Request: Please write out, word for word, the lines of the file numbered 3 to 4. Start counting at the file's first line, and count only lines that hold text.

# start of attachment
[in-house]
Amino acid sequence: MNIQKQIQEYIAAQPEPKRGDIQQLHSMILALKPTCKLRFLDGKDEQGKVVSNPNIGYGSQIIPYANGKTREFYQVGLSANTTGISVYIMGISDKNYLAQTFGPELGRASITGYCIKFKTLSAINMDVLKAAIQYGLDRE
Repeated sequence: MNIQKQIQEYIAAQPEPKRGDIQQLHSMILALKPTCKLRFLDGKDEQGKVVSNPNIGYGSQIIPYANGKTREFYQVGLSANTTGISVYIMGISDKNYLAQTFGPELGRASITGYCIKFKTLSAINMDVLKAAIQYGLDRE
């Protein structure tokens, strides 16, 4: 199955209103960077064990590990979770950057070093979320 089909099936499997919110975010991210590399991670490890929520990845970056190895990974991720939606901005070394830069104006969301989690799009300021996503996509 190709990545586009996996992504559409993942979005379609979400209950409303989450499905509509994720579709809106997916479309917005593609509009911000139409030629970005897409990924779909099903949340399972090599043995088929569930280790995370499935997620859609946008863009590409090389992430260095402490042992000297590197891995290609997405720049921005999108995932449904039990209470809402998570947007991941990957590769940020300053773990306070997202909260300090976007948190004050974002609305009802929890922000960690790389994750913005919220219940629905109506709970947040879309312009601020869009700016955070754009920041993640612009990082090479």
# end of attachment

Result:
Repeated sequence: MNIQKQIQEYIAAQPEPKRGDIQQLHSMILALKPTCKLRFLDGKDEQGKVVSNPNIGYGSQIIPYANGKTREFYQVGLSANTTGISVYIMGISDKNYLAQTFGPELGRASITGYCIKFKTLSAINMDVLKAAIQYGLDRE
């Protein structure tokens, strides 16, 4: 199955209103960077064990590990979770950057070093979320 089909099936499997919110975010991210590399991670490890929520990845970056190895990974991720939606901005070394830069104006969301989690799009300021996503996509 190709990545586009996996992504559409993942979005379609979400209950409303989450499905509509994720579709809106997916479309917005593609509009911000139409030629970005897409990924779909099903949340399972090599043995088929569930280790995370499935997620859609946008863009590409090389992430260095402490042992000297590197891995290609997405720049921005999108995932449904039990209470809402998570947007991941990957590769940020300053773990306070997202909260300090976007948190004050974002609305009802929890922000960690790389994750913005919220219940629905109506709970947040879309312009601020869009700016955070754009920041993640612009990082090479």